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All Russians Love Birch Treesby Olga Grjasnowa
Synopses & Reviews
An award-winning debut novel about a quirky immigrant’s journey through a multicultural, post-nationalist landscape.
Set in Frankfurt, All Russians Love Birch Trees follows a young immigrant named Masha. Fluent in five languages and able to get by in several others, Masha lives with her boyfriend, Elias. Her best friends are Muslims struggling to obtain residence permits, and her parents rarely leave the house except to compare gas prices. Masha has nearly completed her studies to become an interpreter, when suddenly Elias is hospitalized after a serious soccer injury and dies, forcing her to question a past that has haunted her for years.
Olga Grjasnowa has a unique gift for seeing the funny side of even the most tragic situations. With cool irony, her debut novel tells the story of a headstrong young woman for whom the issue of origin and nationality is immaterial — her Jewish background has taught her she can survive anywhere. Yet Masha isn’t equipped to deal with grief, and this all-too-normal shortcoming gives a particularly bittersweet quality to her adventures.
"The narrator of Grjasnowa's debut novel, Masha Kogan, speaks multiple languages but she doesn't feel at home anywhere. Not in Germany, where her Russian-Jewish family immigrated to while fleeing war in Azerbaijan in 1987. German policy may be to build up its tiny Jewish community, but in practice immigrants of all kinds (especially Masha's friends from Muslim backgrounds) are viewed with distrust. Not in Israel, where she moves after getting a job there as a translator and is suspect — as a Jew who speaks Arabic but not Hebrew. Her computer, which has Arabic stickers on it, is destroyed by guards at the airport because it is viewed as a security risk. Masha discovers Israel to be a jangled, violent place whose residents are either in denial about the violence around them or have trauma-induced stress disorders. Grjasnowa, who was longlisted for the 2012 German Book Prize, reveals herself to be an expert chronicler of modern displacement and of the scars left by the wars that followed the Soviet Union's breakup — wars that most in the West managed to overlook or forget. She's less able, though, to make us care about Masha, who, for all her grieving, flirting, and arguing, is less interesting than her circumstances. (Jan.)" Publishers Weekly Copyright PWxyz, LLC. All rights reserved.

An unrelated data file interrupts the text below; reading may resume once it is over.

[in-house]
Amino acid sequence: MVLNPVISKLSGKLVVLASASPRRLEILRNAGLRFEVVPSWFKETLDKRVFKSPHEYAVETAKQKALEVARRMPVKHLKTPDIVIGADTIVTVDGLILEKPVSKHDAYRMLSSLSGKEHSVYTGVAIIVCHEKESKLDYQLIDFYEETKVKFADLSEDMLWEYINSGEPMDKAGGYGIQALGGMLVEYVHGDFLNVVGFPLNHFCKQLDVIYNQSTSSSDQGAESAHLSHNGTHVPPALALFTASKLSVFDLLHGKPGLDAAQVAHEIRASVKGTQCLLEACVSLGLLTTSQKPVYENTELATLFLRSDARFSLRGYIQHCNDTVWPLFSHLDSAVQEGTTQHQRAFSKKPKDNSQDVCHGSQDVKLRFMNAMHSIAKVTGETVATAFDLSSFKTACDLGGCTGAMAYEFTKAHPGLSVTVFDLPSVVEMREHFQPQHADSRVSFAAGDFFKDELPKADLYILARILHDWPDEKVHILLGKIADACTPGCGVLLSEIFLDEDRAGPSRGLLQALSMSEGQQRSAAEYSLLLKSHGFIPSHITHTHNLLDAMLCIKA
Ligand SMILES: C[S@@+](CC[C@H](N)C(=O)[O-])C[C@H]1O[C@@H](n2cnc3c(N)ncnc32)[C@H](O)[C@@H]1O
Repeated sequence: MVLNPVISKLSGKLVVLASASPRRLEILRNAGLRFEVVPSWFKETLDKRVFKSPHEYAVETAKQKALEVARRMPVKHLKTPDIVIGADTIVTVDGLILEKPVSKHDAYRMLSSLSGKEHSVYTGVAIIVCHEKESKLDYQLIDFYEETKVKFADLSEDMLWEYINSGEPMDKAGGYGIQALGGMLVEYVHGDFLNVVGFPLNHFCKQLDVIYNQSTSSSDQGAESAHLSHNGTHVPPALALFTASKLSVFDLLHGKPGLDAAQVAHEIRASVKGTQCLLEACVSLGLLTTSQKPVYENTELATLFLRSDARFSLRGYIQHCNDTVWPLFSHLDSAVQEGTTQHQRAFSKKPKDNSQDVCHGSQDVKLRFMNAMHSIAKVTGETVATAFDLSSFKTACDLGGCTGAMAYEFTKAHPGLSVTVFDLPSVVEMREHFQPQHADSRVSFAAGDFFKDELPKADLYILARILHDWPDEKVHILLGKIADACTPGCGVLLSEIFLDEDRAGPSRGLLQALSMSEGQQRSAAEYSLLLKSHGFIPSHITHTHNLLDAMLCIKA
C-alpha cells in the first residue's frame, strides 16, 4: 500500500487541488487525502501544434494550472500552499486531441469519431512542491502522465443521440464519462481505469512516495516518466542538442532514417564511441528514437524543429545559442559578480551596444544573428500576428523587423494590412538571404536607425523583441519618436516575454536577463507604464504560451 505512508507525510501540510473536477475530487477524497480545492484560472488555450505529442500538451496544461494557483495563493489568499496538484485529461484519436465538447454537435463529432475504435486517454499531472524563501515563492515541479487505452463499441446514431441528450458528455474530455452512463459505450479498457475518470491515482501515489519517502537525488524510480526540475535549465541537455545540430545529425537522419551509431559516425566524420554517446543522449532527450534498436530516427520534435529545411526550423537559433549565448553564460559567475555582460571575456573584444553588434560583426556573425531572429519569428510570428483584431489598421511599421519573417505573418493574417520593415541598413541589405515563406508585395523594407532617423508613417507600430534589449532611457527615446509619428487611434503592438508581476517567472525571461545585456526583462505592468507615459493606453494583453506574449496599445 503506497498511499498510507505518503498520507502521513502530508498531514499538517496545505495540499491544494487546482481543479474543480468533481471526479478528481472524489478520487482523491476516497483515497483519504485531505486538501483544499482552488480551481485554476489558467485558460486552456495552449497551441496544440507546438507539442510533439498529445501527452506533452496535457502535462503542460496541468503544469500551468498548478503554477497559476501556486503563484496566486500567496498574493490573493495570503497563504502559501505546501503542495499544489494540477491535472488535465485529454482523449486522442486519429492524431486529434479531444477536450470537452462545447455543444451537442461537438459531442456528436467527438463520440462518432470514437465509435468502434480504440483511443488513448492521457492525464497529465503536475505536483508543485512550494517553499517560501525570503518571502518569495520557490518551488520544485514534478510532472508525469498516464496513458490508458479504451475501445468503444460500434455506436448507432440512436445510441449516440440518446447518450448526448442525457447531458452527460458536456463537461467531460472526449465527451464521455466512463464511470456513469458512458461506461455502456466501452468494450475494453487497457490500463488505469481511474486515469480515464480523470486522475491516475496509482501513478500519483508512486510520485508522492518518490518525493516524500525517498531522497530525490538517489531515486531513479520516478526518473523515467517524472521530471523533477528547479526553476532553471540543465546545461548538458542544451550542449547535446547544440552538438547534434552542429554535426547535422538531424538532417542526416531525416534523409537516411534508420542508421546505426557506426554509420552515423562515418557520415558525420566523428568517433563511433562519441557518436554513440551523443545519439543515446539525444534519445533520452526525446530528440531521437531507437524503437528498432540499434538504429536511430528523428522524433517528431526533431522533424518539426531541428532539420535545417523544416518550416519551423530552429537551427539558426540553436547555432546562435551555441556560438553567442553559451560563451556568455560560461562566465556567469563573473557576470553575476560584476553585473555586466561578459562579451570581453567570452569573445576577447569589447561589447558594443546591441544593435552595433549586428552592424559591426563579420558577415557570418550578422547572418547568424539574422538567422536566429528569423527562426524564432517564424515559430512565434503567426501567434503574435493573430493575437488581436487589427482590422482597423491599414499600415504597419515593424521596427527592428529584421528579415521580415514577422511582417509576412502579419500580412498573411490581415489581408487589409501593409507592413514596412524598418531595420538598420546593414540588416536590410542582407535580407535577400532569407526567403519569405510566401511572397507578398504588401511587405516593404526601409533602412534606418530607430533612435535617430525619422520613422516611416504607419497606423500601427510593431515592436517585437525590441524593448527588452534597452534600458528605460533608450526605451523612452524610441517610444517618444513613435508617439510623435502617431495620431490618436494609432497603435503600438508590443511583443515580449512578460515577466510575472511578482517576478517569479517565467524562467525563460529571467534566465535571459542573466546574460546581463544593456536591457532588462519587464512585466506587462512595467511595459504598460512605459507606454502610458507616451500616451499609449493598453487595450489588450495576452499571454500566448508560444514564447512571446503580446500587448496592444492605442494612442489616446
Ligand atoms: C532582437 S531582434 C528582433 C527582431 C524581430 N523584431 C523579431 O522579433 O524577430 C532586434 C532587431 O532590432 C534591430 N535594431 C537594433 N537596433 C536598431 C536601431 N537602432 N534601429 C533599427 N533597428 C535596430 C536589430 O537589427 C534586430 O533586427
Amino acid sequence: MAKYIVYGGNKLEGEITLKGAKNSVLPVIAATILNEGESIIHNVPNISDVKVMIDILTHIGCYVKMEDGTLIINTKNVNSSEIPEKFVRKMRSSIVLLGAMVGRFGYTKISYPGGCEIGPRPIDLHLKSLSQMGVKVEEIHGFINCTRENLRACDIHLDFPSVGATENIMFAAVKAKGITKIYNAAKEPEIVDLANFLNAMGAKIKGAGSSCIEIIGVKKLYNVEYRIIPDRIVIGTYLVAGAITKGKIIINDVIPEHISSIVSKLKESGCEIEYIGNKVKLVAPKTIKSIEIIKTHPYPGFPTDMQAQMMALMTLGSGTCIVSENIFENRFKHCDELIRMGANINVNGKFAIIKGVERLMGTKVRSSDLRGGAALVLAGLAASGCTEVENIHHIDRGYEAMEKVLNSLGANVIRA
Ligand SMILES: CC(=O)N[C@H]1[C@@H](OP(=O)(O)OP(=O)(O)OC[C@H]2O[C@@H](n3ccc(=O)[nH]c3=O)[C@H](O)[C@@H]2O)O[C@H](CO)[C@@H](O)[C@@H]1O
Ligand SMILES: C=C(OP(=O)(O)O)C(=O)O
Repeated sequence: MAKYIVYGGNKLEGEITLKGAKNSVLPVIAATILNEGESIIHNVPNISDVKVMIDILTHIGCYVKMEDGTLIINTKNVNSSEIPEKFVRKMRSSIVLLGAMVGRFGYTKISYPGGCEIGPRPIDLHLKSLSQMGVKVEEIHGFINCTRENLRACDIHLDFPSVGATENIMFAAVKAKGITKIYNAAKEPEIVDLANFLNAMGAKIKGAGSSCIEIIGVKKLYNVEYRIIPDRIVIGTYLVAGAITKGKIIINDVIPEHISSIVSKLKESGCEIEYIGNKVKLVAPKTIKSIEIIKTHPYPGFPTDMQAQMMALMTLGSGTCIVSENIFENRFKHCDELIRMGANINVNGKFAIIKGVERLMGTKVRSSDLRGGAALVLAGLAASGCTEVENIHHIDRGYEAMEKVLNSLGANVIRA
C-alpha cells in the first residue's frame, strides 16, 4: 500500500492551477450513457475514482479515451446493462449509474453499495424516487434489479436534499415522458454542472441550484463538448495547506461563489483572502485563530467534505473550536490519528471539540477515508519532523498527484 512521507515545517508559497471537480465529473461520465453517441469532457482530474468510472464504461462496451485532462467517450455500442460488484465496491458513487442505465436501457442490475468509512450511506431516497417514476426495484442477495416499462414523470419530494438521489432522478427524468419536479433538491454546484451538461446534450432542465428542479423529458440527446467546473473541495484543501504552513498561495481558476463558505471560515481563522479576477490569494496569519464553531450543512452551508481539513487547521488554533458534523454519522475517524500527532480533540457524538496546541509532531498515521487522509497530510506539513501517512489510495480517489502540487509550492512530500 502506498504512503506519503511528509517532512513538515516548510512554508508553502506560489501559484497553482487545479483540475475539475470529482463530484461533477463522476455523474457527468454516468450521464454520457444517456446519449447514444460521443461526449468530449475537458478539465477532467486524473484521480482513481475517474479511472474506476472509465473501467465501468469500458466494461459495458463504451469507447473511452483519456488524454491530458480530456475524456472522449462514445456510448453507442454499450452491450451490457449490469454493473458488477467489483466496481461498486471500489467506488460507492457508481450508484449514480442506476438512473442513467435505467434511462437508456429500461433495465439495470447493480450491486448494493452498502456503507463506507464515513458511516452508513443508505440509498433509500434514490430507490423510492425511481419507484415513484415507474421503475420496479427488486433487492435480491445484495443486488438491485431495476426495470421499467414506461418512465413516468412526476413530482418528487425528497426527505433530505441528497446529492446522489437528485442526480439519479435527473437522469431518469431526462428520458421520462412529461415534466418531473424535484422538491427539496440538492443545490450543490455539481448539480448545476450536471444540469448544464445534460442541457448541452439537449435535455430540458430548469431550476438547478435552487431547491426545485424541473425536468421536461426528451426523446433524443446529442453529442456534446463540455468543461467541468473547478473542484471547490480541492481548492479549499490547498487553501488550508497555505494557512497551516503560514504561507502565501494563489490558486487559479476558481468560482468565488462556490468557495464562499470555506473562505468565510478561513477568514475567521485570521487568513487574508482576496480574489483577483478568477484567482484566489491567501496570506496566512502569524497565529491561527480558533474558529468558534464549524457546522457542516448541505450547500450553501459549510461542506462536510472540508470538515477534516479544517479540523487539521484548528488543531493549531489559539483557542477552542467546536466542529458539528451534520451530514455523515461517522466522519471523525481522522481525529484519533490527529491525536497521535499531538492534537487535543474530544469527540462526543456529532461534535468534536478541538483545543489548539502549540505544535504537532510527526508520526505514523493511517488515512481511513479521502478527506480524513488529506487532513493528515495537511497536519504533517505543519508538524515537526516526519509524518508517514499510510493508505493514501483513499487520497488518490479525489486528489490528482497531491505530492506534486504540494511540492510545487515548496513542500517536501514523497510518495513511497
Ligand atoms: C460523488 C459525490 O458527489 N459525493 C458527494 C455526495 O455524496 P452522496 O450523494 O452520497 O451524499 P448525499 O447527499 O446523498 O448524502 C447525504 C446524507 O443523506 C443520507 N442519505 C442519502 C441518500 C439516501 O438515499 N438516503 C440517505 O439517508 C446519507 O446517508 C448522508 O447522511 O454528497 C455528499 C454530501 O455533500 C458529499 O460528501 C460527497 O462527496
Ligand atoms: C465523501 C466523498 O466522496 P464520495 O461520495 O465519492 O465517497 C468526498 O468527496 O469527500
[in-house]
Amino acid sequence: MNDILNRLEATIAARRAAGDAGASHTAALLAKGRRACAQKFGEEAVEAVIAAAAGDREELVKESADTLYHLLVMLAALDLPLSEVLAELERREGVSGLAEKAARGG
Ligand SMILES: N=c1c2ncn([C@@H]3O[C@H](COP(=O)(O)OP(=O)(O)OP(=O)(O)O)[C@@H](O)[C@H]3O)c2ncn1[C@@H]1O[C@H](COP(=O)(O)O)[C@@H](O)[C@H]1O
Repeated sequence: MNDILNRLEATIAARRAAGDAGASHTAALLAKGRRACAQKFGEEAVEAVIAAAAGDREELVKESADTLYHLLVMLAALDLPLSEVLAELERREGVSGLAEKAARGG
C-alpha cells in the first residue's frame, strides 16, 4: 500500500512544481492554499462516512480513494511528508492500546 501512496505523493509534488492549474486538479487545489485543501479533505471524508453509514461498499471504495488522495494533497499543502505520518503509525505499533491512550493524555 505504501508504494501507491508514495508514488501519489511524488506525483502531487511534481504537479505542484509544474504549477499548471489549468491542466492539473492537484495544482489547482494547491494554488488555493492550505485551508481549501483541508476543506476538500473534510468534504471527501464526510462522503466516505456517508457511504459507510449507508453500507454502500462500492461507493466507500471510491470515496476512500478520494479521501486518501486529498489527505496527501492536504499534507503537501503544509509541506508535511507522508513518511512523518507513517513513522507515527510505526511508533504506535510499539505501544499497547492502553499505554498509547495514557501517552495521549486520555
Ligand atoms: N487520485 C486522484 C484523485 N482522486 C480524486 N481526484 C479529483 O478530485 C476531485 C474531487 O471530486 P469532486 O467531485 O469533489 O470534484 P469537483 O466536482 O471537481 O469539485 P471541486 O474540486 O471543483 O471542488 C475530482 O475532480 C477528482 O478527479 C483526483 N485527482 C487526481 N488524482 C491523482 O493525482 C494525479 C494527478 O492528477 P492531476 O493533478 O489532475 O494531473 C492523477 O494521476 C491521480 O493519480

"A thoughtful, melancholy study of loss." Kirkus
"[A] provocative first novel." O Magazine
“We know about the immigrant perspective from an American perspective, but Grjasnowa gives us a fresh, important understanding from the European perspective…Grjasnowa tells her story effectively because she works through the personal, which results in a touching and thought-provoking debut novel.” Library Journal
"Grjasnowa elegantly balances explanations and demonstrations so that Masha's world comes to feel almost familiar. All Russians Love Birch Trees is part of a new global literature that sees foreignness as a condition of familiarity, that understands alienation as a way of life." Shelf Awareness
"Grjasnowa...imbues the narrative with a unique set of circumstances related to national and cultural identity...express[ing] the tumultuousness and indirect trajectories of youth against a world that’s anything but fixed." Minneapolis Star Tribune
About the Author
Olga Grjasnowa was born in 1984 in Baku, Azerbaijan, grew up in the Caucasus, and has spent extended periods in Poland, Russia, and israel. She moved to Germany at the age of twelve and is a graduate of the German institute for Literature/Creative Writing in Leipzig. In 2010 she was awarded the Dramatist Prize of the Wiener Wortstätten for her debut play, Mitfühlende Deutsche (Compassionate Germans). She is currently studying dance science at the Berlin Free University. Eva Bacon studied German and English Literature at the Ludwig Maximilians University of Munich and has worked as an international literary scout. This is her first translation of a novel. She lives in Brooklyn.
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